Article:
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Introducing Your New Puppy To Your Senior Dog

Updated: Jul 28, 2021


Adopting a new puppy is an exciting time! But, you may be wondering how you will help your older dog at home adjust to your new bouncing bundle of joy. Puppies are new to the world and don't have the social manners that your older dog knows. With some preparation, however, you can make the meeting a success.


Here are some tips and tricks for preparing your senior dog for the big change!

Before the Introduction Before Bringing Puppy Home:

  • Put away your older dog’s favorite chews and toys, to avoid territorial behavior.

  • Create spaces in your home where both dogs can get away from the other.

  • Purchase separate food dishes to prevent possessive aggression.

  • Ensure both dogs are up-to-date on their vaccinations.

During the Introduction

Your older dog considers your house his house. In order to prevent territorial aggression, find a neutral area to introduce the older dog to the new puppy. Put your older dog on a leash while another person holds the puppy on a leash. However, let them sniff and meet each other; there’s no need to hold them tightly to your side. You don’t want them to feel restricted, tense, or stressed.

The initial introduction should be relatively quick.

Stay calm throughout. Your dog can sense tension within you and is more likely to be stressed if you are. Your dog will take your emotions into consideration throughout the introduction. He looks to you to understand how he should react to a situation. See it in action here!

Entering Your Home

For the first week or two, the older dog and puppy should be continuously monitored to ensure the dogs are comfortable with one another. Follow your older dog’s regular routine. Begin establishing a routine for the puppy as well, to provide necessary structure. Watching your dogs’ body language for the first several weeks will help you gauge how they’re reacting to one another. If the puppy is young, he may not understand the body language of the adult dog very well. For instance, the puppy will likely want to engage in playtime even if the older dog is showing signs of discomfort.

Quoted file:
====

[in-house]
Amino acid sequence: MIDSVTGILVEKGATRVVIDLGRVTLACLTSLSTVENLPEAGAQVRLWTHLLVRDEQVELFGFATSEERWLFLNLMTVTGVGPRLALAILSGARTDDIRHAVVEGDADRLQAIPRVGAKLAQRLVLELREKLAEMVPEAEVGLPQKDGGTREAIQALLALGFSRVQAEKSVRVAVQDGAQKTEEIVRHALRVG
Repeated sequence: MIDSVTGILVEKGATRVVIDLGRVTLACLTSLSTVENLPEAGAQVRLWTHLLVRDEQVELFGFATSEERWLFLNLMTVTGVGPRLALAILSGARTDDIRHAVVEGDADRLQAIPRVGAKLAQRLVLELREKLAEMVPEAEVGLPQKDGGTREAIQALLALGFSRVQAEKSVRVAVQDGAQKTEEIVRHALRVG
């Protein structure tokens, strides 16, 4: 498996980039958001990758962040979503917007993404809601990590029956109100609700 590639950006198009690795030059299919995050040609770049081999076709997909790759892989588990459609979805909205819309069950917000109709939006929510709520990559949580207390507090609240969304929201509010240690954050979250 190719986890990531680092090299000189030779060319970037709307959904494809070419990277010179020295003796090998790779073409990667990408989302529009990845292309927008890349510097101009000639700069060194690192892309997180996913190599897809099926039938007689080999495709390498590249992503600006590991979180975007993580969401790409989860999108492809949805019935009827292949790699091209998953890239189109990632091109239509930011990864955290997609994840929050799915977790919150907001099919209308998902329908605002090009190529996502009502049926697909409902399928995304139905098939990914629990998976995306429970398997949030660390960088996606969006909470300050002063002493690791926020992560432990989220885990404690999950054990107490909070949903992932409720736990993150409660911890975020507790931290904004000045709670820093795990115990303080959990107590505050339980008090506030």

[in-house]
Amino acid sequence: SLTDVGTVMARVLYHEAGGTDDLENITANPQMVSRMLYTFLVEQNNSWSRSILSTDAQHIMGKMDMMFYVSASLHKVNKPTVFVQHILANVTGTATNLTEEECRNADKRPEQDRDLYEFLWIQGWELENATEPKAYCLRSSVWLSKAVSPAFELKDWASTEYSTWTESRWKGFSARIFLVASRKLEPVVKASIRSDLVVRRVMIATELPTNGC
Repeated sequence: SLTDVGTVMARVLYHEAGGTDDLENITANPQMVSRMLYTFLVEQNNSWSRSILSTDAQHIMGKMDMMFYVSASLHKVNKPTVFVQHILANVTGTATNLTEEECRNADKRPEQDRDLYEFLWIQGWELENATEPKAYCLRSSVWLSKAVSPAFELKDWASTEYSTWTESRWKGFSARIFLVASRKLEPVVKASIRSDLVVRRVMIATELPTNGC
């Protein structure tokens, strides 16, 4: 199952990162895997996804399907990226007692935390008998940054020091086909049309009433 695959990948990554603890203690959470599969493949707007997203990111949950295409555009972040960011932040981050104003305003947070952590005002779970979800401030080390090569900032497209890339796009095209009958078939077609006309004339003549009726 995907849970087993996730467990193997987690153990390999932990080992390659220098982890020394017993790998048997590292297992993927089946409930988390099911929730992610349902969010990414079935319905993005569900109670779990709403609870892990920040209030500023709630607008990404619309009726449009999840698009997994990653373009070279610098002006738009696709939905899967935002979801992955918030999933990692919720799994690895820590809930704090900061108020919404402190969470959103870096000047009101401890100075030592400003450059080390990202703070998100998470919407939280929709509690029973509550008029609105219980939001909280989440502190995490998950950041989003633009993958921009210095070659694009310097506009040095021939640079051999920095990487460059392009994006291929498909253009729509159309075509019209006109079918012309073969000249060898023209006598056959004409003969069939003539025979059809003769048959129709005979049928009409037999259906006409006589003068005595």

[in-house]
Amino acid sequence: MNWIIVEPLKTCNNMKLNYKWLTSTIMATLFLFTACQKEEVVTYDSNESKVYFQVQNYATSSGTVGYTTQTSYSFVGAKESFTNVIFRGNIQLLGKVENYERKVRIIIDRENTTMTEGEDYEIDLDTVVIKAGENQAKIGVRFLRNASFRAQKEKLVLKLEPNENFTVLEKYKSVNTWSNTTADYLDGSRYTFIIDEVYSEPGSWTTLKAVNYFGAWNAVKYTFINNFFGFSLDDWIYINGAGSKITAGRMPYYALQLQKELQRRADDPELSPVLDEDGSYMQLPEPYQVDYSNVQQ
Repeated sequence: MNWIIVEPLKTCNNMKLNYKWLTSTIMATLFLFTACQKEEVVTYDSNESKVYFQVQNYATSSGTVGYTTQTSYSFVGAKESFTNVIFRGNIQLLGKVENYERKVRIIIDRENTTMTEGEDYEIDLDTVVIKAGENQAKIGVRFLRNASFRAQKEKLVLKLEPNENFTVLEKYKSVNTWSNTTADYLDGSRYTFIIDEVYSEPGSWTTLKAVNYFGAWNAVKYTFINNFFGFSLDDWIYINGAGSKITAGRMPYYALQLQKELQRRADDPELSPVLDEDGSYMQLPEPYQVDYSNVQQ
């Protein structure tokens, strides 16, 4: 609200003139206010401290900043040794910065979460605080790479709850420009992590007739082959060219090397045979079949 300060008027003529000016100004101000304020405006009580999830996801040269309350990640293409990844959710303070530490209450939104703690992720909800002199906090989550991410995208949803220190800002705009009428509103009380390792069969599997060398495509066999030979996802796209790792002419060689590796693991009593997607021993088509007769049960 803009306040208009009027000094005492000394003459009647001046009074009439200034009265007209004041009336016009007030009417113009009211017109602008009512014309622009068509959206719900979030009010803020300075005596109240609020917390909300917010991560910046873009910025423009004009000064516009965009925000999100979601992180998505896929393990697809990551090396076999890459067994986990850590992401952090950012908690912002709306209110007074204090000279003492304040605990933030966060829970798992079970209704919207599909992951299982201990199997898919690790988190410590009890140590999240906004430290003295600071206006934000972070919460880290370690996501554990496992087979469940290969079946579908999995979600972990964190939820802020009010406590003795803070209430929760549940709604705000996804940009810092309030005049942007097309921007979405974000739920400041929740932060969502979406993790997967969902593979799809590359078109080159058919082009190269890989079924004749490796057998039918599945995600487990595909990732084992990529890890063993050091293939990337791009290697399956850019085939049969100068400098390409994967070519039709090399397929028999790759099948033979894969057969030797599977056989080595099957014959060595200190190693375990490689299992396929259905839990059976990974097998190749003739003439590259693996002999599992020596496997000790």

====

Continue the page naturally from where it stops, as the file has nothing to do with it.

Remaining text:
What body language should you watch out for?

  • Raised fur on the back of the neck/back

  • Prolonged stares

  • Growling

  • Snarling

  • Display of teeth

  • Hunched back


What Not to Do

What’s off limits?

  • Do not allow the older dog to bully the puppy

  • Do not, ever, allow the two dogs to fight

  • Do not hold the puppy in your arms during the introduction

  • Do not force them to be together

  • Do not allow them to share a crate. Purchase a new crate for the puppy so both dogs have their own space.

What to Do Instead

  • Do allow them to get used to one another at their own pace

  • Do introduce them in a neutral area

  • Do allow them to escape to their crate if desired

  • Do feed them in separate areas

  • Do spend quality time with them separately

  • Do allow them to interact positively if desired

  • Do allow them to play with supervision

  • Do supervise them at all times for the first several weeks


The Takeaway

Following the steps above will result in an easier transition for both the puppy and the older dog. They’re both likely to feel more comfortable with one another and become friends faster if you help them get to know each other comfortably. A peaceful home is good for everyone—human and canine alike. Plus, puppies can bring new life and excitement into the life of our elderly dog!


HSNT always encourages a Meet & Greet prior to adopting a new pet into your home. By meeting our pets together, you will learn a lot about their personality, behaviors, and their initial reactions with one another. Click here to schedule an adoption appointment to meet your new best furry friend!


Pets and People, Saving Each Other™


HSNT’s mission is to act as an advocate on behalf of all animals and to ensure their legal, moral and ethical consideration and protection; to provide for the well-being of animals who are abandoned, injured, neglected, mistreated or otherwise in need; to promote an appreciation of animals; and to instill respect for all living things.

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